The spirit of giving back and helping the community has always been integral to Western culture, And the slew of Western-oriented charities is evidence. From American Cowboy’s Feb/March 2012 issue, heres a look at five prominent organizations that work to spread goodwill and good ol American values.

By Lindsay Affleck

Cowboying is a tough go. And despite their independent, can-do nature, cowboys have always gained strength from within tight-knit communities. Though these communities were often spread across great distances, Western settlers would gather for barn raisings, round ups, and social events. This communal tradition continues in everyday cowboy life and has spilled over to the formation of Western-themed charitable organizations across the nation. The strongest faith and values come from within, and long before Gene Autry put it into words, the Cowboy Code and the Christian sentiments that inform its core saw expression in everyday survival in the lawless West. Its just the ranchers way to be grateful for what is, to acknowledge those less fortunate, and to bring awareness to important causes. None of the hard-working and generous people profiled here were philanthropists to begin with. They each had breakthrough experiences that sparked an idea for something greater. Follow their lead to make a positive difference in someones life.

Tough Enough To Wear Pink – Hughson, Calif.

Terry Wheatley, then an executive with Sutter Home Winery, attended the National Finals Rodeo (NFR) in 2004 to watch her son, a roper, compete on rodeos main stage. A breast cancer survivor, Wheatley asked her son if he would wear pink in support of breast-cancer awareness and to ask other cowboys to do the same. The response was overwhelming, and Wrangler solved the lack of pink shirts with a special FedEx delivery.

We challenged the cowboys if they were tough enough to wear pink, says Wheatley, who is married to Jim Wheatley, a six-time NFR roper. That first event, every single cowboy wore pink (with the exception of two, who weren6t allowed to because of their sponsors).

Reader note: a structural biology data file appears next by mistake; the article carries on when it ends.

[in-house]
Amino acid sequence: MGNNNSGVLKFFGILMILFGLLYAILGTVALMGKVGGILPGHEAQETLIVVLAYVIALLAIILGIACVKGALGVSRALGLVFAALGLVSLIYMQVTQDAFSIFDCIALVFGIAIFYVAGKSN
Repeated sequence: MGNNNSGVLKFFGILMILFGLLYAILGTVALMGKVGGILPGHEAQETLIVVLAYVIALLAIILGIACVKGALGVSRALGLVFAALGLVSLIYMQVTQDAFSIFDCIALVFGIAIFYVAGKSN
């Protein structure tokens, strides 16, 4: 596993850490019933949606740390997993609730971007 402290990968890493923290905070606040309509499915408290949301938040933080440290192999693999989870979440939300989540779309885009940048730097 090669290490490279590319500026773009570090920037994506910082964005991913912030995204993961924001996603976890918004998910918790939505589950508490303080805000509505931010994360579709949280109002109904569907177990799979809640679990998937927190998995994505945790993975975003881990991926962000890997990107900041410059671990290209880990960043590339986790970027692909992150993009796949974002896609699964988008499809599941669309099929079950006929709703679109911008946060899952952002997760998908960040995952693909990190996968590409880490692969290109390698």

She went on to found Tough Enough To Wear Pink (TETWP) in 2004, which has raised more than $10 million for local and national breast-cancer causes. Anyone who wants to host an event can contact TETWP for permission to use the slogan.

I attribute almost all the success to the fact that the funds are kept locally,says Wheatley. The events are created by the independent rodeo committees and some of these folks are quite creative in how they motivate their community to wear pink or support pink during the lead up to their rodeo.

While the individual events decide which breast-cancer initiatives to support, TETWP asks that they report how much was raised and to whom they donated it. Participants have done everything from raffling off pink-painted tractors to dying their hair pink to hosting Pink Glove Dances.

While Wheatley may have passed on day-to-day TETWP operations to her daughter and daughter-in-law (and has since moved on from Sutter Home), she started Purple Cowboy winery, which donates 10 percent of its profits to TETWP.

It proudly states on the back of each label that we support Tough Enough To Wear Pink and the fight against breast cancer, she says.

Wheatley also believes that TETWP plays an important role in highlighting the softer and caring side of the rodeo community – something that can be overlooked during all of the action and excitement at performances. Even though cowboys are known for being macho, they will gladly let their guard down for the well-being of the women in their lives.

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